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Justice News

Department of Justice
U.S. Attorney’s Office
District of New Mexico

FOR IMMEDIATE RELEASE
Wednesday, April 5, 2017

Davon Lymon Sentenced to Twenty Years for Conviction on Federal Firearms Charges

Lymon, who is being Prosecuted under Federal “Worst of the Worst” Anti-Violence Initiative, to be Sentenced on Conviction in Second Federal Case on April 24, 2017

ALBUQUERQUE – This morning, Chief U.S. District Judge M. Christina Armijo sentenced Davon Lymon, 36, of Albuquerque, N.M., for his conviction in one of his two federal cases. Lymon was sentenced to 20 years of imprisonment to be followed by three years of supervised release for his conviction on two felon in possession of firearms charges. Lymon will be sentenced on his conviction on two heroin trafficking charges and another felon in possession charge in his second federal case on April 24, 2017.

 

Lymon’s sentence was announced by Acting U.S. Attorney James D. Tierney, Special Agent in Charge Thomas G. Atteberry of the Phoenix Division of the Bureau of Alcohol, Tobacco, Firearms and Explosives, Special Agent in Charge Will R. Glaspy of the El Paso Division of the DEA, and Chief Gorden E. Eden Jr., of the Albuquerque Police Department (APD).

 

Lymon stands convicted in two federal cases. The first indictment in the first case, filed on Nov. 27, 2015, charged Lymon with four counts of being a felon in possession of firearms and one count of possessing a stolen firearm (the firearms case). The indictment in the second case, filed on Dec. 2, 2015, charged Lymon with two heroin trafficking charges and a felon in possession of a firearm charge (the heroin trafficking case). At the time Lymon committed the crimes, he was prohibited from possessing firearms because of his prior felony convictions for voluntary manslaughter, aggravated battery with a deadly weapon resulting in great bodily harm, fraud, and forgery.

 

Lymon was convicted on two of the four charges in the firearms case. Chief U.S. District Judge Armijo found Lymon guilty on Count 4 of the four-count indictment on Oct. 28, 2016, following a bench trial on that charge alone. Count 4 charged Lymon with being a felon in possession of a firearm and ammunition on Oct. 21, 2015, the day on which he allegedly shot Officer Daniel Webster of the APD. Officer Webster died on Oct. 29, 2015, due to injuries he allegedly sustained during the shooting, and Lymon has been charged with murdering Officer Webster in a separate state case. Lymon has yet to answer to the charges in the state case and is presumed innocent unless found guilty.

 

On Dec. 13, 2016, Lymon pled guilty to Count 2 of the indictment in the firearms case under a plea agreement with the U.S. Attorney’s Office, and admitted unlawfully possessing a firearm on May 27, 2016. As part of the plea agreement, the U.S. Attorney’s Office agreed to dismiss Count 1, charging Lymon with being a felon in possession of a firearm on May 27, 2015, and Count 3, of the indictment, charging Lymon with possessing a stolen firearm in May 2015.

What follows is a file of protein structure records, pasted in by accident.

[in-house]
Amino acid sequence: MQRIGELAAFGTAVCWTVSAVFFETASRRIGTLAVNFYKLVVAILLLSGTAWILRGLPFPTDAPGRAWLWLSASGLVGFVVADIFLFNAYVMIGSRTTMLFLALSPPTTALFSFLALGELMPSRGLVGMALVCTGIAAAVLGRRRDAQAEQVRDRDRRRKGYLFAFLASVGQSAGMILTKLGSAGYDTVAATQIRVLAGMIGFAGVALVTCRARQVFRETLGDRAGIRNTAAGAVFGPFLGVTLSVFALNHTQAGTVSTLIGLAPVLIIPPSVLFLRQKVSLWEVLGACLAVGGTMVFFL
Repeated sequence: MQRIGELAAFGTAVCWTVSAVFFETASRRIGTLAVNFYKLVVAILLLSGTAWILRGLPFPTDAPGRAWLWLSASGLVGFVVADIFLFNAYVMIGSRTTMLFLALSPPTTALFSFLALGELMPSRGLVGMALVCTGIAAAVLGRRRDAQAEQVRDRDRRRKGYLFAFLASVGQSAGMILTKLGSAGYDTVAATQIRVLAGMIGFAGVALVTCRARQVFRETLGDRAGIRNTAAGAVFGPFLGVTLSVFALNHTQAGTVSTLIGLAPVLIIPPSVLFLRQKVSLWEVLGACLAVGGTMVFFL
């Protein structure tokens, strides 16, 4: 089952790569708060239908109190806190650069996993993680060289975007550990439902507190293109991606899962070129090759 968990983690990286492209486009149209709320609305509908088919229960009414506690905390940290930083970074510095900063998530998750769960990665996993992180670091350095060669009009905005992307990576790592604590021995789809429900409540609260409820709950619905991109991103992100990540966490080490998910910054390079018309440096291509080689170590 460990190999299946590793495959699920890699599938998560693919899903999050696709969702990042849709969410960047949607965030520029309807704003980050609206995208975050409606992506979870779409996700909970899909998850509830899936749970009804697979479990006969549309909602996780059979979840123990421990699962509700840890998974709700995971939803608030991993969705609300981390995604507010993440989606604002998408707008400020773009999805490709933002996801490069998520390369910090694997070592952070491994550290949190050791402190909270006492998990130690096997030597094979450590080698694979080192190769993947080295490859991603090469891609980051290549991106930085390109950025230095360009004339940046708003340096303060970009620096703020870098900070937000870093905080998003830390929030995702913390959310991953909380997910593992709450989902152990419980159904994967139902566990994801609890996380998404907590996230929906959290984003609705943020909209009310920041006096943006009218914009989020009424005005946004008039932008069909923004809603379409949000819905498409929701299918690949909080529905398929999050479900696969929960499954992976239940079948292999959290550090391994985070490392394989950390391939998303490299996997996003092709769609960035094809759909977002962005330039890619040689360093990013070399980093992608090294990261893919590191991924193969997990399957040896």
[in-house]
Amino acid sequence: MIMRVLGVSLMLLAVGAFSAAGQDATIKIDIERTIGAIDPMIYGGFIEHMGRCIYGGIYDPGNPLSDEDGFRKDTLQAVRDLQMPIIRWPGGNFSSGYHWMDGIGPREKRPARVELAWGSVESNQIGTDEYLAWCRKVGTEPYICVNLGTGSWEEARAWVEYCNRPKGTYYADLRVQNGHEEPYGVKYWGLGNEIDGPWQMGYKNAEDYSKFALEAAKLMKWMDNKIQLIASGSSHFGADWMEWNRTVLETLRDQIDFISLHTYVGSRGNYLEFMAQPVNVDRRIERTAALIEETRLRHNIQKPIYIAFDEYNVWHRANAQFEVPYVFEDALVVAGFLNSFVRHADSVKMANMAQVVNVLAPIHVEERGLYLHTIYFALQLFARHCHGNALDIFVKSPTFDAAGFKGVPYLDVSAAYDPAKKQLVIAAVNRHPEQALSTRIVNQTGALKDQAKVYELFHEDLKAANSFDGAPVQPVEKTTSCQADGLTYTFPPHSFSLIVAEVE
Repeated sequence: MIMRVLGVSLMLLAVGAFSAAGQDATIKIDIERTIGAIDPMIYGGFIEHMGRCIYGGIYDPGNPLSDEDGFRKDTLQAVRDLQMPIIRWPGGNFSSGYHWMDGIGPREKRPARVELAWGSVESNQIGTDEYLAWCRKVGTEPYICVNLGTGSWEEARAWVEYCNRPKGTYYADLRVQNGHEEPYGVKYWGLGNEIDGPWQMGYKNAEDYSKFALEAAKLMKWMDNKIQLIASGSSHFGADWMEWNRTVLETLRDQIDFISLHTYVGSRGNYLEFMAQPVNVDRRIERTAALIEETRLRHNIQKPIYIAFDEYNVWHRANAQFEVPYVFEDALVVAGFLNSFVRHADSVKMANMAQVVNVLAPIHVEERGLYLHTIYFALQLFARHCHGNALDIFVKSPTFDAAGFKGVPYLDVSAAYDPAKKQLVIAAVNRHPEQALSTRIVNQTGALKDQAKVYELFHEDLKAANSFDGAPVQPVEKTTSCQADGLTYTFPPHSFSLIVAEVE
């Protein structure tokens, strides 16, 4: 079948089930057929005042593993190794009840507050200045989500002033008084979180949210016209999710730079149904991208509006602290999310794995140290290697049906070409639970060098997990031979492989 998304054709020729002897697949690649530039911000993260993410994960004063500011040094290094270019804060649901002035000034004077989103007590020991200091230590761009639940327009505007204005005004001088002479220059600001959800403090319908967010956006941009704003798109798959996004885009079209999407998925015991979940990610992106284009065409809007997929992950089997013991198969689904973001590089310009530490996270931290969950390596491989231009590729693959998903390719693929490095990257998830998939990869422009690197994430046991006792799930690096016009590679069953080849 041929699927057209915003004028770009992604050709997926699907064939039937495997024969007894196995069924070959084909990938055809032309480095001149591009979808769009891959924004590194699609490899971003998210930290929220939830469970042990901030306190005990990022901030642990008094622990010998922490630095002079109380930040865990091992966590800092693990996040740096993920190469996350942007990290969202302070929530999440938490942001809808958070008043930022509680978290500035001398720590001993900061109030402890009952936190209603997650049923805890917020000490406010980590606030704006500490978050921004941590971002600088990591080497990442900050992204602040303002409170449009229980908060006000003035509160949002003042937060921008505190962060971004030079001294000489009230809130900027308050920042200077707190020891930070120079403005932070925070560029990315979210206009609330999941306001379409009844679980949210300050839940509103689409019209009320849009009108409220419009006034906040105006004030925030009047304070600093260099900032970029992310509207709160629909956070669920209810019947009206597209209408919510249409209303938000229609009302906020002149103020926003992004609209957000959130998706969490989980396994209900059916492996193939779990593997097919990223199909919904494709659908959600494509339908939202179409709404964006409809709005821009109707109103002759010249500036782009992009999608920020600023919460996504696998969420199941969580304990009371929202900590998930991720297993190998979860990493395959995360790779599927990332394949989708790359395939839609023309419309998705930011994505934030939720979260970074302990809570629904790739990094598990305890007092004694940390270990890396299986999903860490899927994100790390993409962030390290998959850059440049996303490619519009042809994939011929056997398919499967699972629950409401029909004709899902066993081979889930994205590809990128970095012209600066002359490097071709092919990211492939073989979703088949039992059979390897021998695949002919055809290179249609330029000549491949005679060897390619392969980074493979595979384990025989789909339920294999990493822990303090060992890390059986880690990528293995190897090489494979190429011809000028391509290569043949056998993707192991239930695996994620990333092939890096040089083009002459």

The indictment in the second federal case charged Lymon with distributing heroin on Sept. 11, 2015 and Oct. 2, 2015, and unlawfully possessing a firearm on Oct. 2, 2015. Lymon pled guilty to the three charges in the heroin trafficking case on May 9, 2016, without the benefit of a plea agreement. Lymon will be sentenced on his conviction in the heroin trafficking case on April 24, 2017. He faces a statutory maximum penalty of 20 years in prison on the two heroin trafficking charges and a statutory maximum penalty of ten years in prison on the firearms charge.

 

The Albuquerque office of ATF and APD investigated the firearms case, with assistance from the Albuquerque office of the FBI, the U.S. Marshals Service, the New Mexico State Police, the Bernalillo County Sheriff’s Office, the Rio Rancho Police Department and the New Mexico Transportation Police Division. The heroin trafficking case was investigated by the Albuquerque offices of ATF and DEA.

 

Assistant U.S. Attorneys Jacob A. Wishard and Kimberly A. Brawley are prosecuting the two federal cases against Lymon as part of a federal anti-violence initiative that targets “the worst of the worst” offenders for federal prosecution. Under this initiative, the U.S. Attorney’s Office and federal law enforcement agencies work with New Mexico’s District Attorneys and state, local and tribal law enforcement agencies to target violent or repeat offenders primarily based on their prior criminal convictions for federal prosecution with the goal of removing repeat offenders from communities in New Mexico for as long as possible.

Topic: 
Firearms Offenses
Violent Crime
Updated April 5, 2017